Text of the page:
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Abu Muqawama: With War at Nadir, Afghanistan Still Needs U.S.

Wednesday, March 14, 2012

It is still too soon to tell what effect, if any, Sunday’s appalling massacre of 16 innocent civilians by a U.S. soldier will have on the war in Afghanistan or on the relationship between the United States and the government of Afghanistan. This apparent war crime arrives fast on the heels of the infamous Quran burning incident that led to both riots across Afghanistan as well as the murder of several U.S. servicemen by the Afghans they were meant to be advising.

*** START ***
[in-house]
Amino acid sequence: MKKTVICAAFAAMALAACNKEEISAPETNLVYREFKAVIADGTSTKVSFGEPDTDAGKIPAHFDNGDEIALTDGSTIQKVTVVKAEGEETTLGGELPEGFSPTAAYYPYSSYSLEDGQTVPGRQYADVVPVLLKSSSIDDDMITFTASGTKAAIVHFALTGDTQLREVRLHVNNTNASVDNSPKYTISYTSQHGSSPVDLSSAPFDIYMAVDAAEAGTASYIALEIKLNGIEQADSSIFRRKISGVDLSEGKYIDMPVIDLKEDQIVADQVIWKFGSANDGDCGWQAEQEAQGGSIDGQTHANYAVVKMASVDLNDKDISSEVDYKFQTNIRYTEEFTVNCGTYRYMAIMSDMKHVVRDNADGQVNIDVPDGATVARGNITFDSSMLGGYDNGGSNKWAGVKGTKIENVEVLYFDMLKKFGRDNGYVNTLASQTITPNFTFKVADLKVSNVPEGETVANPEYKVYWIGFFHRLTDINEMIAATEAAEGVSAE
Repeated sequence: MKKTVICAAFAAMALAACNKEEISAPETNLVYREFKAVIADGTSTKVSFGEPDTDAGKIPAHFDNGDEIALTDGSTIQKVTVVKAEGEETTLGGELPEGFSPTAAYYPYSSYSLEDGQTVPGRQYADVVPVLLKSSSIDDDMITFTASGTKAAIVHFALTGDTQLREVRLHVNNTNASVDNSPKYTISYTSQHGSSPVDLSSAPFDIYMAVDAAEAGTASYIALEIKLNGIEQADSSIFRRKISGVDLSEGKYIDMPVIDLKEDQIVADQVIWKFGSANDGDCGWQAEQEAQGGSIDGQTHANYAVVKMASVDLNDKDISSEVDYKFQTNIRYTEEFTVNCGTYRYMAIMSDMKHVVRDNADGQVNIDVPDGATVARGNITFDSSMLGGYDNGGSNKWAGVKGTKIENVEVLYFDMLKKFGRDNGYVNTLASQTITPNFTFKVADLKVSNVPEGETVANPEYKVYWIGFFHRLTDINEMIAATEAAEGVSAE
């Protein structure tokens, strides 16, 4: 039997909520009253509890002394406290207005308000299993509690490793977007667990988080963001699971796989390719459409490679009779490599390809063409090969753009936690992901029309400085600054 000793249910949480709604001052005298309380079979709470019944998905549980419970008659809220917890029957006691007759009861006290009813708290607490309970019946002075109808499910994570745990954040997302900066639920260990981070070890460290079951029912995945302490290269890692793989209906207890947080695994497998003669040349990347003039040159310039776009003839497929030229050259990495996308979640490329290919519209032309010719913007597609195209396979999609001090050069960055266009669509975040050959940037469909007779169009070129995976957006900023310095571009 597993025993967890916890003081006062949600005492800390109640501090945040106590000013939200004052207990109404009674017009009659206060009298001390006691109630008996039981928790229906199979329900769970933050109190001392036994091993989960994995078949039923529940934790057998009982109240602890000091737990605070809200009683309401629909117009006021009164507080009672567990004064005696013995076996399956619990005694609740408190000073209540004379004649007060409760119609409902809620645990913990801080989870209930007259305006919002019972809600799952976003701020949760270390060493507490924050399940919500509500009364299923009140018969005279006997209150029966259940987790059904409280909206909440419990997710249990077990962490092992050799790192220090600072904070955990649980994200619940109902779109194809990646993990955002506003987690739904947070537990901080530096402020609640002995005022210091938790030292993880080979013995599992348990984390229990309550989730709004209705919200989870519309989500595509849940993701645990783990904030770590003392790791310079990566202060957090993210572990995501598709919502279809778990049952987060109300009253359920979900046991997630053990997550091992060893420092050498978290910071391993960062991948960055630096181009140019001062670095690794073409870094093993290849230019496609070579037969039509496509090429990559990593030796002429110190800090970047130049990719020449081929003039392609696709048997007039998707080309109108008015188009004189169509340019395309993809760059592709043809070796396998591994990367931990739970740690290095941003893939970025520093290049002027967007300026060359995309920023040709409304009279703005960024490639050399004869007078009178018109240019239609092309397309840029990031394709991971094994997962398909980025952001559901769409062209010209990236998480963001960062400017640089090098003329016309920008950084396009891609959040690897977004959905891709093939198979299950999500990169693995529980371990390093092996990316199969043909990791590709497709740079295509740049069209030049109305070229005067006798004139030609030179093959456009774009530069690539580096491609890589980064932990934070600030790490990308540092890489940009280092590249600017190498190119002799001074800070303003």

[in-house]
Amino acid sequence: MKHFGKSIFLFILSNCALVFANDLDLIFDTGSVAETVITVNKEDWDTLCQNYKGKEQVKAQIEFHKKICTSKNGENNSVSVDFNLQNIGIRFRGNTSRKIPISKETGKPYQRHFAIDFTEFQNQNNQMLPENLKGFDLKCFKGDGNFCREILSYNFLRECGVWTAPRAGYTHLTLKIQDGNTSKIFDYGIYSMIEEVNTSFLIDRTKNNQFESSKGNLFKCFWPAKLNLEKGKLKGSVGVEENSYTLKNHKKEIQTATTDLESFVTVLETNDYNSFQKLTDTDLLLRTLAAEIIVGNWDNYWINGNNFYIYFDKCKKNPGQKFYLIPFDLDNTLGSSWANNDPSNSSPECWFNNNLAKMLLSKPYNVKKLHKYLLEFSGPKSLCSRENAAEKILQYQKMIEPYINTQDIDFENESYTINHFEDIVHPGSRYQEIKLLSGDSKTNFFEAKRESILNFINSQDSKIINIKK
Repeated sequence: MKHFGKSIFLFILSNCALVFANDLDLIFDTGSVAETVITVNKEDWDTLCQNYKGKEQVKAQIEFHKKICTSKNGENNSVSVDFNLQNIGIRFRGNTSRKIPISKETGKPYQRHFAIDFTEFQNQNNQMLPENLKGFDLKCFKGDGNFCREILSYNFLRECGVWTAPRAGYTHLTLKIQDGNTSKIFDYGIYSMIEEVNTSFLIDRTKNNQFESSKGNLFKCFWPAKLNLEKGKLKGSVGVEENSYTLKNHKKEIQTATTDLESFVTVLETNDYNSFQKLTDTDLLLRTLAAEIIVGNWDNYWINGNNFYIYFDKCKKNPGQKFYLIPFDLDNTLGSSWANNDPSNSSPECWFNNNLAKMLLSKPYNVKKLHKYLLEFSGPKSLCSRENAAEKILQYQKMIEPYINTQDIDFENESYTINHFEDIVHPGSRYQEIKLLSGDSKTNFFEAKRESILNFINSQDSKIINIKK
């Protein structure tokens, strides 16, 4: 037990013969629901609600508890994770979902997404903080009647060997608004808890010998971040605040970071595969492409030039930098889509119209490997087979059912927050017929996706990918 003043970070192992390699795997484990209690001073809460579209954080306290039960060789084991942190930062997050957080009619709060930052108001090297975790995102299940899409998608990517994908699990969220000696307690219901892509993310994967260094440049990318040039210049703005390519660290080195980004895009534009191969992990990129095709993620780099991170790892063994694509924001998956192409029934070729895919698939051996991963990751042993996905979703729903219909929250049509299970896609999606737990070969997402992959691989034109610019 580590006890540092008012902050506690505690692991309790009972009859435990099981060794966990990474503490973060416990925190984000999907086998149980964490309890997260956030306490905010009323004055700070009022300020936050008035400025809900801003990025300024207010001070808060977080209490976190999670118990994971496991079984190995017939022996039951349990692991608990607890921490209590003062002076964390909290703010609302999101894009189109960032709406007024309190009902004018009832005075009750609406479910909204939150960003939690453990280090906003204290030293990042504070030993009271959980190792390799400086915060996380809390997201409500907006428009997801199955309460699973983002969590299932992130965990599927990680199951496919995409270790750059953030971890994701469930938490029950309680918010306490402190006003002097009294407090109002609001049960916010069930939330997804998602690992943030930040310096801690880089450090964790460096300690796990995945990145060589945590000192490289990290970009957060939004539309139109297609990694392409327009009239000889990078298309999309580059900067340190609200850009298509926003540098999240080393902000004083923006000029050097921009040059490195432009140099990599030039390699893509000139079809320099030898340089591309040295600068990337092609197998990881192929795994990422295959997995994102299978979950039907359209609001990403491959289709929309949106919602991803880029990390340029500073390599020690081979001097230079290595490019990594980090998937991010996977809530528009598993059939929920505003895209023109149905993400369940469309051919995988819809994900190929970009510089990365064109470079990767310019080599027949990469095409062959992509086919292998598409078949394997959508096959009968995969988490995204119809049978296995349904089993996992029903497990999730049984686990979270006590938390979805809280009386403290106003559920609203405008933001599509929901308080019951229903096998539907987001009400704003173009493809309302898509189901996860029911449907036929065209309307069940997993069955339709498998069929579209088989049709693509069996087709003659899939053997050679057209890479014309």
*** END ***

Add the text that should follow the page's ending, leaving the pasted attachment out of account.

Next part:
Taken cumulatively, these events lead many to conclude that the U.S. and allied war in Afghanistan has reached a bitter nadir, with trust at an all-time low on both sides. The American people are anxious to bring the troops home, U.S. interests be damned, and feel certain the United States does not have a viable partner in either the people or government of Afghanistan. It is worth taking a step back, though, to consider the trajectory of U.S. and allied efforts in Afghanistan since President Barack Obama took office in 2009, in order to put these attacks in some context and also to identify the key issues ahead that this latest incident might yet affect. ...

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